FOR decades, Labour Day has been observed all over the world on May 1 in memory of the Chicago workers who were killed by police while striking for an eight-hour workday in 1886.
But for much of Pakistan, particularly daily-wage workers, today is just any other day.
Whether it is the garment workers bent over machines in factories, the farmers toiling under the harsh glare of the sun in open fields, the construction workers scaling high-rise buildings with minimal safety equipment, or the coal miners scavenging deep inside the depths of mountains, labour and human life come cheap in this country.
Despite the global eight-hour shift, many labourers end up working 12 to 16 hours, some without receiving overtime.With the economy in poor shape and inflation spiking, and as various industries are gripped with layoffs and pay cuts, and unions have lost the power they once held, there seems to be little respite in the near future for those who earn their livelihood through their labour.
As we wait for the federal budget to be announced, the minimum wage is expected to be increased. However, it remains to be seen whether the figure announced will keep the current socioeconomic indicators, such as the family average and consumer price index in mind.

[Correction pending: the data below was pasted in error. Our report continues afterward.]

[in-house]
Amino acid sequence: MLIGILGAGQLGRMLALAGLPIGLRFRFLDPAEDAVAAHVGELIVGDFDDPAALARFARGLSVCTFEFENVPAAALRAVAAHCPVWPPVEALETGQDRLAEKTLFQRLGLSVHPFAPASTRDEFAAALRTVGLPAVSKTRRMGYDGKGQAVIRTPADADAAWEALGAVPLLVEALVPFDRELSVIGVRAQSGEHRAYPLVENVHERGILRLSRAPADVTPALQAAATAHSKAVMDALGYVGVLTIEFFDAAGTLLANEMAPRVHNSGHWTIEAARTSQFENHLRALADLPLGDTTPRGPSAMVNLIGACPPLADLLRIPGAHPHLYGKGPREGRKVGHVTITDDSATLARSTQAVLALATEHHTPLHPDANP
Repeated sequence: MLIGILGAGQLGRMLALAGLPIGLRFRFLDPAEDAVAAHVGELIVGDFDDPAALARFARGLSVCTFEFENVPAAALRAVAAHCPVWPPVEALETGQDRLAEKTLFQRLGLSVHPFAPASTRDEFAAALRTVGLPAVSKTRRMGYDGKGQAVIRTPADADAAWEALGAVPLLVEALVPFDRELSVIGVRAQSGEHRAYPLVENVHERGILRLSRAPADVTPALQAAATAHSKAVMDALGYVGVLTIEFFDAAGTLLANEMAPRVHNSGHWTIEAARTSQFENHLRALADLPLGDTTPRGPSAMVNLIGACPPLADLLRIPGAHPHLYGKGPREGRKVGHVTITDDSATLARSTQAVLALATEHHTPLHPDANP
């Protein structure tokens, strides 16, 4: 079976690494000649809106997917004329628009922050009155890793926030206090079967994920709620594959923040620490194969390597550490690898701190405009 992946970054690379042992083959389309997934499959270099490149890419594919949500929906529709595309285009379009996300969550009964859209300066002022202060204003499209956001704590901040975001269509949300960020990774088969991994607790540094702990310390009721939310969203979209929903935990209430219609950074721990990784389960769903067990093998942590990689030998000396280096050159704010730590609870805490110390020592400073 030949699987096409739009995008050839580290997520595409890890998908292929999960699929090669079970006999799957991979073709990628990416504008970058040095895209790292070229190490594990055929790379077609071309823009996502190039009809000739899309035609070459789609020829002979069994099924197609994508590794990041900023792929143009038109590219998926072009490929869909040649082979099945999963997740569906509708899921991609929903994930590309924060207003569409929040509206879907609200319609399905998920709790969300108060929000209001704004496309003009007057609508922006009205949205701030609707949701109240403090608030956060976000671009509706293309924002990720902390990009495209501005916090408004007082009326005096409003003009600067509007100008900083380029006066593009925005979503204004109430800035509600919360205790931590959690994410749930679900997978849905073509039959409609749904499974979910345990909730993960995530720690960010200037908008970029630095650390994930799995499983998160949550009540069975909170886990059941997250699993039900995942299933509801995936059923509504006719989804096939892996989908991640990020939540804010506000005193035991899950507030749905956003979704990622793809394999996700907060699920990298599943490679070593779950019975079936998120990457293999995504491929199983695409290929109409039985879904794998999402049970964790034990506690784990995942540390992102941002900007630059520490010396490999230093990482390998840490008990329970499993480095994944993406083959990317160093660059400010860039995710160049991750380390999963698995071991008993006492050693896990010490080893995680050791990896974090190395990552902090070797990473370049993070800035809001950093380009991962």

And even when the minimum wage is increased, it takes months for the wage boards to issue the notification. Also, let’s not forget poor implementation, as many workers are not even paid the minimum.
There are countless others, too, hired as domestic or unskilled labourers who come under the category of ‘informal’ work. Pakistan is signatory to a number of international labour laws, but these do not include this large ‘invisible’ workforce.
Instead, informal economy workers are left at the mercy of their employers’ temperaments.
Additionally, there are no labour laws monitoring the agriculture sector, which employs around 65m people and witnesses some of the worst forms of labour exploitation, including modern-day slavery practices in the shape of debt bondage.
According to the Global Slavery Index, there were over 3m people bonded labourers in Pakistan in 2018. Children continue to be employed in these sectors, helping their parents meet ends, instead of attending school.
A state that ignores its workers’ rights will be confronted with a labour force that is physically and mentally exhausted. And that will take a toll on productivity.